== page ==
3-pillar model

The work in SeRC relies on three pillars of existing excellence in application areas, method development, and e-infrastructure, connected through a “human e-cloud”.

Pillar 1 – application areas

It’s a central goal for SeRC to have direct impact in application areas of strategic relevance for our partner universities, and conversely we want to focus on topics where SeRC has world-leading research groups. In particular, this includes fields such as computational fluid dynamics, materials science, bioinformatics, molecular simulation, climate modeling, and cancer epidemiology and screening.

Pillar 2 – e-infrastructure

We want to facilitate the development of a world-class computational infrastructure at PDC, NSC, and the visualisation centres. This includes competitive hardware investments in collaboration with The Swedish National Infrastructure for Computing (SNIC), but it’s equally important to recruit advanced infrastructure experts to build a culture of international expertise, excellence, and infrastructure collaborations targeting development of key codes rather than merely providing user support.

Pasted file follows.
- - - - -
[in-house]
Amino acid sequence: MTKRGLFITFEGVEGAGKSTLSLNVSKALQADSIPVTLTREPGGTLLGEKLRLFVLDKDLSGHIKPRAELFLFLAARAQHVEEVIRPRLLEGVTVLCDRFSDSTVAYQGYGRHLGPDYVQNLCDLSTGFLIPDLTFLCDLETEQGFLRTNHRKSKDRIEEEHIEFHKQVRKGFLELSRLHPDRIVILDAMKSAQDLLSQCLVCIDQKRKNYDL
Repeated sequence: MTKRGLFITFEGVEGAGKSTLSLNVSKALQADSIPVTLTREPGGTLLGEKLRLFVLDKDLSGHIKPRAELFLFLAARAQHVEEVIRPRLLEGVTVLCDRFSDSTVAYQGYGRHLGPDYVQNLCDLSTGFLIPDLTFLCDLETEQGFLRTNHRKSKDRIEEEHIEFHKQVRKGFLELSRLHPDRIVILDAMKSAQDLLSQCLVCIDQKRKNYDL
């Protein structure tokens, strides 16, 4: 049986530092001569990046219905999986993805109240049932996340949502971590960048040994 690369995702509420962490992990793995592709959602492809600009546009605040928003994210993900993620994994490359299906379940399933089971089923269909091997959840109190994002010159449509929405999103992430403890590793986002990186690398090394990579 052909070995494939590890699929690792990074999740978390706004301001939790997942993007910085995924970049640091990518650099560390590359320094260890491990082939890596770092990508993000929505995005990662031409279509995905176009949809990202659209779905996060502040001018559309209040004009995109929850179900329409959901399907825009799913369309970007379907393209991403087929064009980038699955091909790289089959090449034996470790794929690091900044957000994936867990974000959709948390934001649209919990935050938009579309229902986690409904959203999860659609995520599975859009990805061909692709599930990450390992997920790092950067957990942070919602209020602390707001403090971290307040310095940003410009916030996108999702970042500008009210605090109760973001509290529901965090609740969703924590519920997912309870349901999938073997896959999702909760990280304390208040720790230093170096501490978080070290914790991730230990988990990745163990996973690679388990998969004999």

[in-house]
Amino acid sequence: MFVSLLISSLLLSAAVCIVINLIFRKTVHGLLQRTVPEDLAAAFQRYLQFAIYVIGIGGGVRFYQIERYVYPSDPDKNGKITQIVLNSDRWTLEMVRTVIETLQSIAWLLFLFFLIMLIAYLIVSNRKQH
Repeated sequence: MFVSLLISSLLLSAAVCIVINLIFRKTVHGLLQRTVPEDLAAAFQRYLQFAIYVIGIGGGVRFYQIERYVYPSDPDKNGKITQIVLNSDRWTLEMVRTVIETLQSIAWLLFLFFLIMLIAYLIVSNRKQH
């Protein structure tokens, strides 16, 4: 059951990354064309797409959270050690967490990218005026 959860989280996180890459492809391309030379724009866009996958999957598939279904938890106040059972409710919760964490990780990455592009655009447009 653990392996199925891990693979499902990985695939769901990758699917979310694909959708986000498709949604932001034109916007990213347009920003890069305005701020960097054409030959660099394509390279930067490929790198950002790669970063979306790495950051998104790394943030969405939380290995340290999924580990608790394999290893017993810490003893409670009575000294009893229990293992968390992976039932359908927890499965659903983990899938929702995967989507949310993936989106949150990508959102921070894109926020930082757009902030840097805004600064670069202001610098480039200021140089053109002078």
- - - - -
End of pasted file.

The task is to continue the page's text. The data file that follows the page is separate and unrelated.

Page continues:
Pillar 3 – core e-Science and method development

An integral part of SeRC is leading-edge research in core e-Science and method development, for instance in fields such as numerical analysis, visualisation, parallelisation, acceleration, and data engineering. The core research groups contribute both with the latest research results on e-Science tools as well as a broad competence base in e-Science tool usage and methodology.

e-Science experts

For SeRC, the central challenge is to get these three pillars to strengthen and support each other through collaborations. Infrastructure and core e-Science do not exist in vacuum, but should engage directly in important application research, and at the same time SeRC only supports application areas where we see an opportunity to translate advances in fundamental e-Science into research impact.

Our primary tool to achieve this is the recruitment of e-Science experts that work cross-disciplinary between these areas, what we have designated as a ”human e-cloud”. These experts combine a deep knowledge of the application area with expertise either in method development or large-scale computational infrastructure. By integrating these e-Science experts into the research environments, there is also new opportunities for close collaborations between experts facing similar challenges (for instance in parallelisation, data management or method development) in different application areas.